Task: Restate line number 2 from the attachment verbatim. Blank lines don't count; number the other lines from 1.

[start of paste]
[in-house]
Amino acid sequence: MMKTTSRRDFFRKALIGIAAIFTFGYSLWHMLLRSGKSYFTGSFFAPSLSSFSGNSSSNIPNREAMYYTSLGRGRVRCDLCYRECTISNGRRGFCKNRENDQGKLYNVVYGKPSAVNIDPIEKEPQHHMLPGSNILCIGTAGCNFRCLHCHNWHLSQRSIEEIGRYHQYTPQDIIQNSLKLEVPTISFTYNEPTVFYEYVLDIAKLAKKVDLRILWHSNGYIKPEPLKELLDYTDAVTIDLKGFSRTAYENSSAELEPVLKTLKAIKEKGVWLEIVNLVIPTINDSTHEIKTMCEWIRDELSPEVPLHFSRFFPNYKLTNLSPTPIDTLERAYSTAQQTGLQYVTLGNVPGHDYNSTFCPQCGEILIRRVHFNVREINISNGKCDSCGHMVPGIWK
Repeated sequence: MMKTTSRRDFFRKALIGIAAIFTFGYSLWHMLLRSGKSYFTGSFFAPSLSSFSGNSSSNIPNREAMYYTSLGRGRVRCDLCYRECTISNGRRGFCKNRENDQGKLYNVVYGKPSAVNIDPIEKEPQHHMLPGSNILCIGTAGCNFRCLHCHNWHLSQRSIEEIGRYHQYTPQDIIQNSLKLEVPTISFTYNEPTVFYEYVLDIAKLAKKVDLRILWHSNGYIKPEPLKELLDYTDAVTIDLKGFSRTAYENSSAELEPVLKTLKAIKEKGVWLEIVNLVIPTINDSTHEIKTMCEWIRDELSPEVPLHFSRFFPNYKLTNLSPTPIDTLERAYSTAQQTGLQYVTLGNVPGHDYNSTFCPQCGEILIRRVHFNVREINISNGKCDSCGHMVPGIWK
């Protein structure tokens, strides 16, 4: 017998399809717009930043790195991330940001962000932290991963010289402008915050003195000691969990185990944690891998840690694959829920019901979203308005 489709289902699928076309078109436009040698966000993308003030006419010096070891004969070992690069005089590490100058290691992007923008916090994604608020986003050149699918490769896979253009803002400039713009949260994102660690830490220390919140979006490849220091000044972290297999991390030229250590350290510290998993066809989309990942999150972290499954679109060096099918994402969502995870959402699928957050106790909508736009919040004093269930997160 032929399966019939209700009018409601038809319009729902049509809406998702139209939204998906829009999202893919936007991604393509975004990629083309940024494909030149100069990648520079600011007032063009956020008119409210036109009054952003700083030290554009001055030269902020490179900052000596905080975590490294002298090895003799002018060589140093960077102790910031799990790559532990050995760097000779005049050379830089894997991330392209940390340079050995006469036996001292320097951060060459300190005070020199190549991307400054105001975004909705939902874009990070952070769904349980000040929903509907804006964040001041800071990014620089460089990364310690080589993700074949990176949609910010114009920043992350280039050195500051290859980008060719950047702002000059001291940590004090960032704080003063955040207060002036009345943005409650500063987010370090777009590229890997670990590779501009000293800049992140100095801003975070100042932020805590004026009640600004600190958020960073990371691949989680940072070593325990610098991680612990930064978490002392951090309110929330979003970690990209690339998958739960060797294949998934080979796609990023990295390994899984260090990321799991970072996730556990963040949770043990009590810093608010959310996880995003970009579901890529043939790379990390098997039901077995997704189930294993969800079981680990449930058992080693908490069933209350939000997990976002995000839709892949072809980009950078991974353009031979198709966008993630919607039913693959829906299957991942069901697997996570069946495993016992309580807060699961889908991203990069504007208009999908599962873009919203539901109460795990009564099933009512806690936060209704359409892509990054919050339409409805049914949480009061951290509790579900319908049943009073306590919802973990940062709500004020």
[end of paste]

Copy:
Amino acid sequence: MMKTTSRRDFFRKALIGIAAIFTFGYSLWHMLLRSGKSYFTGSFFAPSLSSFSGNSSSNIPNREAMYYTSLGRGRVRCDLCYRECTISNGRRGFCKNRENDQGKLYNVVYGKPSAVNIDPIEKEPQHHMLPGSNILCIGTAGCNFRCLHCHNWHLSQRSIEEIGRYHQYTPQDIIQNSLKLEVPTISFTYNEPTVFYEYVLDIAKLAKKVDLRILWHSNGYIKPEPLKELLDYTDAVTIDLKGFSRTAYENSSAELEPVLKTLKAIKEKGVWLEIVNLVIPTINDSTHEIKTMCEWIRDELSPEVPLHFSRFFPNYKLTNLSPTPIDTLERAYSTAQQTGLQYVTLGNVPGHDYNSTFCPQCGEILIRRVHFNVREINISNGKCDSCGHMVPGIWK